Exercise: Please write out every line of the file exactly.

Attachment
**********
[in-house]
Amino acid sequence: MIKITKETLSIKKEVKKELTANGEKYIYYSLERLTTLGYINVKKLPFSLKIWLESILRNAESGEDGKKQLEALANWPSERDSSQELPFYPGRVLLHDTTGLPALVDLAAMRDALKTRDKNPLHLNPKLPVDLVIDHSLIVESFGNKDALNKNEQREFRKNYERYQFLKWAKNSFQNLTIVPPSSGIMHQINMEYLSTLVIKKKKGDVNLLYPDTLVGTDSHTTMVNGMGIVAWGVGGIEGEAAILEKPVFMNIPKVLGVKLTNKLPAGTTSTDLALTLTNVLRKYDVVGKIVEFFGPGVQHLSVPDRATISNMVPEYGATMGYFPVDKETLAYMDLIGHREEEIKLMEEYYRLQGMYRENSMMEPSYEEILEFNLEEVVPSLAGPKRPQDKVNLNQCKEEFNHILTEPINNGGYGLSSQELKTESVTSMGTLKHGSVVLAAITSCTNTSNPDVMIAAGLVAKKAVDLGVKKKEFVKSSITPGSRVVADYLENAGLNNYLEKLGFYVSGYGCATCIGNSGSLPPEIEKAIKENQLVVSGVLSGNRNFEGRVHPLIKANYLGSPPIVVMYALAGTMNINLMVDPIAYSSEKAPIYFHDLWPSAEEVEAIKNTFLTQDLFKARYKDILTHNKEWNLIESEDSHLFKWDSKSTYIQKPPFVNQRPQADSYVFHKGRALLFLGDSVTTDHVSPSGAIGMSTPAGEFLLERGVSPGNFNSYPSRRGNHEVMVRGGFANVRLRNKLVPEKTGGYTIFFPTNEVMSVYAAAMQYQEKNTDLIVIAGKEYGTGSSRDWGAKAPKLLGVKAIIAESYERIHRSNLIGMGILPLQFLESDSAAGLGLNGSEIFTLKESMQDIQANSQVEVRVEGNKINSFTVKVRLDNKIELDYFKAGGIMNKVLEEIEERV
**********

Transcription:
[in-house]
Amino acid sequence: MIKITKETLSIKKEVKKELTANGEKYIYYSLERLTTLGYINVKKLPFSLKIWLESILRNAESGEDGKKQLEALANWPSERDSSQELPFYPGRVLLHDTTGLPALVDLAAMRDALKTRDKNPLHLNPKLPVDLVIDHSLIVESFGNKDALNKNEQREFRKNYERYQFLKWAKNSFQNLTIVPPSSGIMHQINMEYLSTLVIKKKKGDVNLLYPDTLVGTDSHTTMVNGMGIVAWGVGGIEGEAAILEKPVFMNIPKVLGVKLTNKLPAGTTSTDLALTLTNVLRKYDVVGKIVEFFGPGVQHLSVPDRATISNMVPEYGATMGYFPVDKETLAYMDLIGHREEEIKLMEEYYRLQGMYRENSMMEPSYEEILEFNLEEVVPSLAGPKRPQDKVNLNQCKEEFNHILTEPINNGGYGLSSQELKTESVTSMGTLKHGSVVLAAITSCTNTSNPDVMIAAGLVAKKAVDLGVKKKEFVKSSITPGSRVVADYLENAGLNNYLEKLGFYVSGYGCATCIGNSGSLPPEIEKAIKENQLVVSGVLSGNRNFEGRVHPLIKANYLGSPPIVVMYALAGTMNINLMVDPIAYSSEKAPIYFHDLWPSAEEVEAIKNTFLTQDLFKARYKDILTHNKEWNLIESEDSHLFKWDSKSTYIQKPPFVNQRPQADSYVFHKGRALLFLGDSVTTDHVSPSGAIGMSTPAGEFLLERGVSPGNFNSYPSRRGNHEVMVRGGFANVRLRNKLVPEKTGGYTIFFPTNEVMSVYAAAMQYQEKNTDLIVIAGKEYGTGSSRDWGAKAPKLLGVKAIIAESYERIHRSNLIGMGILPLQFLESDSAAGLGLNGSEIFTLKESMQDIQANSQVEVRVEGNKINSFTVKVRLDNKIELDYFKAGGIMNKVLEEIEERV